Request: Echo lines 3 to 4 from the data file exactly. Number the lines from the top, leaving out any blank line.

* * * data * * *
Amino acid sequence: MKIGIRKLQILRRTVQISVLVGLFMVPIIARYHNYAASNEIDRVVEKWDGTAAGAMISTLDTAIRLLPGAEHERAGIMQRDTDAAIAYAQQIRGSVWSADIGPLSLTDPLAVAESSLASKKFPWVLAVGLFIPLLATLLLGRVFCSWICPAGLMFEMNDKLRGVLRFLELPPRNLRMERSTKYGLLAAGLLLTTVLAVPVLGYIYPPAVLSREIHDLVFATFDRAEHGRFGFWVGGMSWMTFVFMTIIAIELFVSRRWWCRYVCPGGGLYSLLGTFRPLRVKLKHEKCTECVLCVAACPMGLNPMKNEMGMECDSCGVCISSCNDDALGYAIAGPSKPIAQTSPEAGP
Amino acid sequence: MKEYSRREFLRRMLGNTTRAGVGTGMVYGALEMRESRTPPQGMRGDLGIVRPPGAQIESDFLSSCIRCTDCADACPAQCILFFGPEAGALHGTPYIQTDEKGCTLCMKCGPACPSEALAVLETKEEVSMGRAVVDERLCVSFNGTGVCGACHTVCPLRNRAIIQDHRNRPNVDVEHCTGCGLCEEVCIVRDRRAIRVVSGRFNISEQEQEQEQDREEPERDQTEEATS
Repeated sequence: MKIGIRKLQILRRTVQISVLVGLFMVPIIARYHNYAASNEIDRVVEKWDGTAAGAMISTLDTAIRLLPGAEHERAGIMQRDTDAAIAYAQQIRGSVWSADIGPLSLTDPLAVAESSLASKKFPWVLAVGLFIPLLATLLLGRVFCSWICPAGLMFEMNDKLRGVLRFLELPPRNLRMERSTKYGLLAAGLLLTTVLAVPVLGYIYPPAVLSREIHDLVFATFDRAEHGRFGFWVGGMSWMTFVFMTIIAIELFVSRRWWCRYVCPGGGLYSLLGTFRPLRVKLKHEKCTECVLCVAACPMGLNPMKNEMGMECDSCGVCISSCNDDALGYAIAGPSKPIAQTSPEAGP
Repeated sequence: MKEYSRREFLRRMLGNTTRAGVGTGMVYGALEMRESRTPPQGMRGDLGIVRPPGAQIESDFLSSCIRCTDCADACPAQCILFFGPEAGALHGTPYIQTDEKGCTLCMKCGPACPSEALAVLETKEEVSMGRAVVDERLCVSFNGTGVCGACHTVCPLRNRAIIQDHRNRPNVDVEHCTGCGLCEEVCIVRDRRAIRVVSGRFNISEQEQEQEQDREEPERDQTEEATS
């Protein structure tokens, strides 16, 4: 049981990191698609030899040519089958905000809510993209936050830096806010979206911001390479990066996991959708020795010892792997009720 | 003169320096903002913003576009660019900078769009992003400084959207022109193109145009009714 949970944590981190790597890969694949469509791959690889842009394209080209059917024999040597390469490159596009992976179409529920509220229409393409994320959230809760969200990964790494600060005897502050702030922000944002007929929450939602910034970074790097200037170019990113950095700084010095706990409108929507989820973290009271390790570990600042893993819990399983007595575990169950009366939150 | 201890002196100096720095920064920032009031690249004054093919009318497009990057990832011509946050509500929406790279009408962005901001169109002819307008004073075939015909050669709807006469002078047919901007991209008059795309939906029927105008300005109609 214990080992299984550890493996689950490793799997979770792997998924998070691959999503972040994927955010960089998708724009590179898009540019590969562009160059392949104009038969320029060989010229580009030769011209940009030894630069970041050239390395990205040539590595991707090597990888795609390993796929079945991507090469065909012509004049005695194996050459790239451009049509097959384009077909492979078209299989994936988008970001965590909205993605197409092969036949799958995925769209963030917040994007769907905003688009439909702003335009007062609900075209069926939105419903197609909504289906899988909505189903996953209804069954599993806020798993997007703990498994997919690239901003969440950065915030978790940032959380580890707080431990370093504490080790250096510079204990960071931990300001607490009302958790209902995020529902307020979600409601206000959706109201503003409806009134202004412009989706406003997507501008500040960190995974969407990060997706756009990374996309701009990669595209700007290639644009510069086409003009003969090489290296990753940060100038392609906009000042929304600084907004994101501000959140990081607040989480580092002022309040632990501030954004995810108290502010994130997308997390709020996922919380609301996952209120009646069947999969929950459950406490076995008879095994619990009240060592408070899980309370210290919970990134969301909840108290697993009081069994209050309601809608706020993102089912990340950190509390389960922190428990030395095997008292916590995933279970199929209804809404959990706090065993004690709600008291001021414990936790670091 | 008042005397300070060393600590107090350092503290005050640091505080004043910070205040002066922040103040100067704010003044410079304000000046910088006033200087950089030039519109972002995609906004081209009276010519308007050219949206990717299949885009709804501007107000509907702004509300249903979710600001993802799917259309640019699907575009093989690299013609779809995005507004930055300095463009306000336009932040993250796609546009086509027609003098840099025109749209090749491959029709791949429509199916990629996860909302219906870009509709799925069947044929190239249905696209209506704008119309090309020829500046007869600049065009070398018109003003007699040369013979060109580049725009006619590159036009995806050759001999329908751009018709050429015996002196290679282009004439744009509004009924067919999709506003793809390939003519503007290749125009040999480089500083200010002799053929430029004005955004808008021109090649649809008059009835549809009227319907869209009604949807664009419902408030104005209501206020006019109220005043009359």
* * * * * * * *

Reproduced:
Repeated sequence: MKIGIRKLQILRRTVQISVLVGLFMVPIIARYHNYAASNEIDRVVEKWDGTAAGAMISTLDTAIRLLPGAEHERAGIMQRDTDAAIAYAQQIRGSVWSADIGPLSLTDPLAVAESSLASKKFPWVLAVGLFIPLLATLLLGRVFCSWICPAGLMFEMNDKLRGVLRFLELPPRNLRMERSTKYGLLAAGLLLTTVLAVPVLGYIYPPAVLSREIHDLVFATFDRAEHGRFGFWVGGMSWMTFVFMTIIAIELFVSRRWWCRYVCPGGGLYSLLGTFRPLRVKLKHEKCTECVLCVAACPMGLNPMKNEMGMECDSCGVCISSCNDDALGYAIAGPSKPIAQTSPEAGP
Repeated sequence: MKEYSRREFLRRMLGNTTRAGVGTGMVYGALEMRESRTPPQGMRGDLGIVRPPGAQIESDFLSSCIRCTDCADACPAQCILFFGPEAGALHGTPYIQTDEKGCTLCMKCGPACPSEALAVLETKEEVSMGRAVVDERLCVSFNGTGVCGACHTVCPLRNRAIIQDHRNRPNVDVEHCTGCGLCEEVCIVRDRRAIRVVSGRFNISEQEQEQEQDREEPERDQTEEATS